Before the COVID-19 pandemic limited in-person interactions, Alexa Spaventa found herself at Westinghouse High School several times a month. Some days, she came with her Seminar in Composition Service Learning course, where they would help students write college scholarship essays.
Other days, she was there for the DataJam Mentor program, where Pitt students work with high school participants on skills like data analysis and visualization to enter the DataJam Competition. It was almost like her presence was expected.
“There was one girl who was doing both, the DataJam and the scholarship [essay program], and she recognized me every time I came there. She was like, ‘What are you here for this time?’”
Community engagement has been just one component of Spaventa’s School of Computing and Information experience. A sophomore computer science and digital narrative and interactive design (DNID) dual major — Spaventa has immersed herself in on- and off-campus communities. Whether through coursework, extracurriculars, or something else, she’s met some of her closest friends through SCI, and has started preparing for an exciting career.
In pursuit of her interest in service learning, Spaventa signed up for last year’s SCI Alternative Spring Break trip to Quito, Ecuador. Though the trip was canceled because of the pandemic, Spaventa appreciates the opportunity to have spent the few months leading up to the trip making friends and learning how to engage in purposeful service.
“There was this whole series on basically how to do community service in a way that’s actually helpful instead of just showing up there and saying, ‘Hey, we’re going to build you a computer lab in a week and leave, not give you the tools to actually be able to maintain it,’” Spaventa says. “I’m still glad I got to go through all the programming.”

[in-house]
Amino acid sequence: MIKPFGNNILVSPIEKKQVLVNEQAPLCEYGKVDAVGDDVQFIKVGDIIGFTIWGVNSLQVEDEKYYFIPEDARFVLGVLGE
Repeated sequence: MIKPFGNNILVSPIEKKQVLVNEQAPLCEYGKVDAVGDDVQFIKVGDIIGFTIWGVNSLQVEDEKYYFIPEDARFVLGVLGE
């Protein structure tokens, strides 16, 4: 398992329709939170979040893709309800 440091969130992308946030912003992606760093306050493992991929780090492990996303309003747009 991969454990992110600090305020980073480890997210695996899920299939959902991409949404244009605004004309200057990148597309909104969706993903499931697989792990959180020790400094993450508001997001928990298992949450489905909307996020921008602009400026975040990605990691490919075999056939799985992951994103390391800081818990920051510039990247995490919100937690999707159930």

Her other academic involvements include a Teaching Assistant position this semester for Big Ideas in Computing and Information, where she helps teaching assistant professor Arjun Chandrasekhar’s students in a Python skills lab. This experience has shown her she potentially wants to pursue a masters and PhD in computer science and continue working in an educational capacity.
But in the meantime, she’ll embark on an internship with McKesson, a pharmaceutical company based in Texas, in summer 2021. After plenty of technical interviews for a variety of companies, Spaventa thanks the Computer Science Club for helping her prepare for her first internship experience. Through the club, she connected with her student mentor, who helped her craft a resumé and sent her information for networking events.
She says the community of CS students at Pitt is very supportive, as classmates always want to help each other out. And regardless of the particular channel through which Spaventa connects with other computer scientists, she’s grateful for the opportunity to do so at Pitt.
“I really like talking about it and teaching other people about programming,” she says. “I genuinely enjoy my office hours and helping people out and getting to debug their code. It’s fun problem-solving. I like seeing people be passionate about it, too, because it’s a really fun field.”